After the tour, the band expanded into a septet with the addition of a keyboardist (Pekkonen), a saxophonist (Antti Seppo), and a percussionist (Hannu Porkka). The final form of the band was shaped during the rehearsals by the departure of guitarist Heiskanen, who was replaced by the guitar wizard Jukka Orma.
Released in March of 1982, Harsoinen teräs is the band's most artistically ambitious work. It's an album combining the band's prog leanings seamlessly with the band's new wave leanings, a polished whole that takes cues from I don't even know where. Reggae at least on a couple of tracks, prog and new wave on most, but the general sound is unlike anything I've ever encountered. The album was re-recorded in English as High Tension Wire later on in the year, after a tour had slightly tightened the band's sound. The decision to do so apparently came after the decision to disband the band, which makes it a very baffling addition to Hassisen Kone's discography. You'd think that they'd release an album in English as an attempt to break into international markets, right?
Sielun Veljet - Sielun Veljet
After Hassisen Kone was disbanded (in August 1982), Alanko had a schlager rock project that eventually turned into Sielun Veljet by December. The band was comprised of Alanko, Orma, a drummer veteran Alf Forsman, Alanko's Stockholm contact Jouko Hohko on bass, Vinski Viholainen doing lighting, and a future cult legend Jouni Mömmö doing "weird noises".
Sielun Veljet were signed in early 1983, but they refused to record a studio album because Viholainen's lighting work wouldn't show in a studio recording. Instead, as a compromise, they agreed on recording a live album where "the lighting would affect the ambiance". They set out to do this on a tour they began on March, planning on recording the first show and the last one. However, fate interfered and Orma accidentally cut tendons from his fingers during the tour while cutting bread, which made the recordings from the last show basically unusable due to his difficulties in adjusting to the situation (a very punk move to finish the tour even with torn tendons, by the way).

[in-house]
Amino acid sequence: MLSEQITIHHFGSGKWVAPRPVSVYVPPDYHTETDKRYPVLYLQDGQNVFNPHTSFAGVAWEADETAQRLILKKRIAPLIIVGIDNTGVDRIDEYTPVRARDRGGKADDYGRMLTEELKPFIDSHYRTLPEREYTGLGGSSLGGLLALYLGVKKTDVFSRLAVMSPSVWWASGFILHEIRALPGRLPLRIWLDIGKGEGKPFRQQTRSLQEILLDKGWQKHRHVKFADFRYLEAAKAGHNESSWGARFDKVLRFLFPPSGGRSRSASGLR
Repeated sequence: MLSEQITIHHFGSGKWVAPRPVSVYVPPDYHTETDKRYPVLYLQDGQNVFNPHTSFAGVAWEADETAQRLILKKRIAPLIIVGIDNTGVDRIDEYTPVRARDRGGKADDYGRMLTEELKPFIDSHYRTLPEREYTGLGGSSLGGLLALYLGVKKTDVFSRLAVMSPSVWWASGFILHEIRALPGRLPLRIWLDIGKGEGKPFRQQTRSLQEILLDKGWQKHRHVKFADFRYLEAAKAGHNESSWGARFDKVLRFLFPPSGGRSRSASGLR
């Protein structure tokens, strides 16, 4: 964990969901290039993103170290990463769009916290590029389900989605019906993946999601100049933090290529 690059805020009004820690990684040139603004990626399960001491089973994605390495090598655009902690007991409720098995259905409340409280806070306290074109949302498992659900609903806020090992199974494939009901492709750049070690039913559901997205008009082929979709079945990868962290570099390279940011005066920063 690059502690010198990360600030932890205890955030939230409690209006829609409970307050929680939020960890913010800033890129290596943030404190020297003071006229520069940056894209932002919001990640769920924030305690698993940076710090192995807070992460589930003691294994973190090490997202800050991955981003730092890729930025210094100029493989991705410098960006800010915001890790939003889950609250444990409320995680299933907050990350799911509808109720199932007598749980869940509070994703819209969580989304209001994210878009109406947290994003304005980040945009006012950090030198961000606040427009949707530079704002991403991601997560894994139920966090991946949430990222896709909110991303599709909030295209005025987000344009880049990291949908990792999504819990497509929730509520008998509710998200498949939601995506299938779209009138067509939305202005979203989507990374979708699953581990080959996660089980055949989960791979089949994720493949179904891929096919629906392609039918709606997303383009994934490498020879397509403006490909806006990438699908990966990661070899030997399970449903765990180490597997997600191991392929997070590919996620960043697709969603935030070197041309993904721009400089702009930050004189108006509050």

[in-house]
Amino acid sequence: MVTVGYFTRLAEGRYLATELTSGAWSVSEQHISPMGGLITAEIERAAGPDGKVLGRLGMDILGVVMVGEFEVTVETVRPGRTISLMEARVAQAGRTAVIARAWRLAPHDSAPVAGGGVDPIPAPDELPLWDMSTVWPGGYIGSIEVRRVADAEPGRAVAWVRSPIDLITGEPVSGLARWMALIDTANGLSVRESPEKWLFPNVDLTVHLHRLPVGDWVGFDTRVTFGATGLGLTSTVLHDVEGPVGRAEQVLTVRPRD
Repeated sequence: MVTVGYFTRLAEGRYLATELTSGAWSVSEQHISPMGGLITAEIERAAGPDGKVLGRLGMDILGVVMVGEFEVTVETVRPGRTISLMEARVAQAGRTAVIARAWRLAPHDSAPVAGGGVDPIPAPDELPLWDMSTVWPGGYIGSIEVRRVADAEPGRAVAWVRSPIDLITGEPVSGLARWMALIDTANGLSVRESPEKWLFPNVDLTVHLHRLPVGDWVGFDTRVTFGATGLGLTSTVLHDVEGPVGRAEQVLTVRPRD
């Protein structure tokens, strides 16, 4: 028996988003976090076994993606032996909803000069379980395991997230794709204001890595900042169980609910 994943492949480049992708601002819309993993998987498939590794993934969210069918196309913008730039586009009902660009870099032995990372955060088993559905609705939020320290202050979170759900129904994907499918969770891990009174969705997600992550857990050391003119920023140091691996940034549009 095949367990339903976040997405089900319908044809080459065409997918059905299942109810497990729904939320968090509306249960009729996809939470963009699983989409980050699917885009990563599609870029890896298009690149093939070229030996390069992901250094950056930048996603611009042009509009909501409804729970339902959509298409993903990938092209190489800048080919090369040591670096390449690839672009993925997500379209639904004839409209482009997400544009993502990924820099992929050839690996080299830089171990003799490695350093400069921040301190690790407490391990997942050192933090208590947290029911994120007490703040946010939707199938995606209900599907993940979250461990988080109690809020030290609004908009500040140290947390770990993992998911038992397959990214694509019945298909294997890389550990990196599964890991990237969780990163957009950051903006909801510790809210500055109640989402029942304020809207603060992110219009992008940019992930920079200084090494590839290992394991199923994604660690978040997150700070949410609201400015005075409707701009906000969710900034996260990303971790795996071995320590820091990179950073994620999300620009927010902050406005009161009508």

The live album is punk/post-punk goodness. It's noisy, no-wavey rock that really shows how the band took all the drugs in the process of writing these harsh, repetitive songs. It also shows that Alanko wished to abandon messing around with intricate compositions in favour of a more stripped and primal expression.
Sielun Veljet - Lapset
In summer of 1983, the band brightened up a bit to record this odd EP in a style following directly from the debut. It's angular and distorted, yet the melodies are more melodic and jamming less bleak. It's also the home of the only a capella punk song I've ever heard.
Sielun Veljet - Hei soturit
In 1984, Sielun Veljet took their first coherent step toward a pop/rock idiom with their first studio album. Hei soturit is the awkward outlier between the band's grimy punk era and commercial rock era. It feels like a punk band working with a producer who doesn't understand punk, but even the clumsy production doesn't entirely hide the fact that some of these songs are absolutely iconic. From punk to garage rock, general oddness, and flirting even with metal, this selection of songs does provide good variety for anyone digging deeper in Alanko's body of work.
Sielun Veljet - L'amourha
The Sielun Veljet breakthrough album! The beginning of their rock era of albums, an only mildly angular affair with anthemic choruses and a muscular production. It was recorded after the band had toured all over Europe, honing their sound and Alanko finding a lot to say about international affairs and the human condition.
There are a plenty of anecdotes from the time of release of this album. The song 'On mulla unelma' was written by Alanko in Spain, when he was recovering from a disease (can't remember which one. Dysentery?) and bitter about nationalism, and it caused quite a scandal when the band unexpectedly debuted it on live television. They performed an impromptu Red Riding Hood play on their album release party instead of playing music. One of the members went missing in Russia for days after the band found a corpse. All of their instruments were stolen in Spain. There'd a lot to unpack from 1984-5 alone.
Sielun Veljet - Kuka teki huorin
The follow-up to L'amourha takes the band to a funkier place. It's a minor downgrade from the previous effort, a slightly directionless and overpolished effort that has diverse variety from RHCP-like funk rock to tango-infused rock, tribal chants, and what's essentially watered down imitation of their earlier work. It's an easy album to criticise, yet I don't find ever to be outright bad. A lot of it is extremely forgettable though